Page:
The National Hockey League was still in its infancy, consisting of just three teams: Toronto Hockey Club (still often called the “Blue Shirts” by the fans and journalists), the Montreal Canadiens and the Ottawa Senators. The Montreal Wanderers already having resigned in January. February was just the third month of the newly created National Hockey League.
The Montreal Canadiens were playing on the road in Toronto on Monday, February 18, 1918, and were undoubtedly still riding a high from their home win on Saturday over the Ottawa Senators. The fans who packed the arena were certain that Toronto would win the game, helping to secure the championship, but as it turned out that was not to happen in this game.
As was reported in The Ottawa Citizen the next day “The Frenchmen, who tonight had the assistance of ‘Newsy’ Lalonde, completely outplayed the local sextet at all stages of the game. It was the greatest surprise of the season.”
The Canadiens scored their first goal 14 minutes into the opening period, but it was the second period that truly put the dagger in the Blue Shirts, when Montreal added six more goals to go into the second intermission up 7-0.
While it was true that the Canadiens were putting the pucks past Toronto’s goaltender Harry “Hap” Holmes, Toronto was also putting shots on the Habs goalie Georges Vezina, known as the Chicoutimi Cucumber, but Vezina was blocking all of them. He denied chances by Harry Meeking, Reg Noble, Corbett Denneny, to name just a few, all of whom had multiple opportunities on Vezina.
The Canadiens would add two more goals to their total in third period, giving them nine goals in the game.
As the game was coming to an end, Toronto’s Ken Randall had another chance on Vezina, which once again the goaltender stopped. Randall, who lead the Toronto team in penalty minutes that first NHL season, couldn’t control his frustration.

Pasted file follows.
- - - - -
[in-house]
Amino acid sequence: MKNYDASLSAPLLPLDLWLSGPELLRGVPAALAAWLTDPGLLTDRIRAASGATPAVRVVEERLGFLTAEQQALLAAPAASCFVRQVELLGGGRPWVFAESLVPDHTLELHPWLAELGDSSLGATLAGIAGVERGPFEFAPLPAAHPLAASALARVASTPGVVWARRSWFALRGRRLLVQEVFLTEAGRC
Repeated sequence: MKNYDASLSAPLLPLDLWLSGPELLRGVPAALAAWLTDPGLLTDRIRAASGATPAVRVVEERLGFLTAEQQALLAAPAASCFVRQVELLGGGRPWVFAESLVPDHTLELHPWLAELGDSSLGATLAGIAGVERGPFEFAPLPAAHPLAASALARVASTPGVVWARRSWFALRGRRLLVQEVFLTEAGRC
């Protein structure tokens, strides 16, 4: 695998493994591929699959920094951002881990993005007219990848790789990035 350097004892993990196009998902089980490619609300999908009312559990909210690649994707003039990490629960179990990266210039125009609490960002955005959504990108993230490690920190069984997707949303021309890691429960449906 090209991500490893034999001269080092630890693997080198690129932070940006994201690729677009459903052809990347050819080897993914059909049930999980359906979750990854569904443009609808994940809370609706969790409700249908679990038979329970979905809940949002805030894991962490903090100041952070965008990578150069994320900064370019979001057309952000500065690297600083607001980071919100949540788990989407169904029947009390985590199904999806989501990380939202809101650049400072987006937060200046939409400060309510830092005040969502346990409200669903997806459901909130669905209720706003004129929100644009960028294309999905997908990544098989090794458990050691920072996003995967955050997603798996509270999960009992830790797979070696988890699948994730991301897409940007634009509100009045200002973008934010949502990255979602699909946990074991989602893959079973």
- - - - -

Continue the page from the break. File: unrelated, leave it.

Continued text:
“Randall shot and when Vezina stopped it, Randall charged headlong into the veteran, for which he was banished,” reported The Ottawa Citizen.
And just like that the game was over and Vezina had the first ever NHL shutout, though not a single newspaper commented on this achievement. The newspapers were mostly commenting on the play of Newsy Lalonde and the breakdown of the Torontos’ play.
Vezina had come on the Canadiens’ radar back in 1910 when the then National Hockey Association (NHA) Canadiens went to play a team in Chicoutimi, Quebec. Vezina, a native of the town, was the goaltender of the team in that game and he helped them beat the Montreal Canadiens. Supposedly Montreal then offered Vezina a contract to play with the Canadiens right then and there, an offer he declined at that time. He would eventually take advantage of the opportunity and join the team while it was still part of the NHA. It was not long after joining the team that he became recognized for his skill.
As Mike Commito commented in Hockey 365, Daily Stories from the Ice, “It’s fitting that, when he continued his play in the NHL, he’d be the first netminder to record a shutout in the new league. On February 18, 1918, Montreal scored nine goals on the road against Toronto, but the Chicoutimi Cucumber remained calm and pushed aside all the shots he faced, making NHL history in the process.”
Today, the best goaltender of the NHL is annually awarded the Georges Vezina Trophy for his outstanding play as voted on by the teams’ general managers.
- Mike Commito, Hockey 365, Daily Stories from the Ice (Toronto: Dundurn, 2018), Kindle Edition, loc. 763.
- “Canadiens Sprang Great Surprise and Whitewash Toronto 9 to 0,” The Ottawa Citizen, Tuesday, February 19, 1918, p. 6.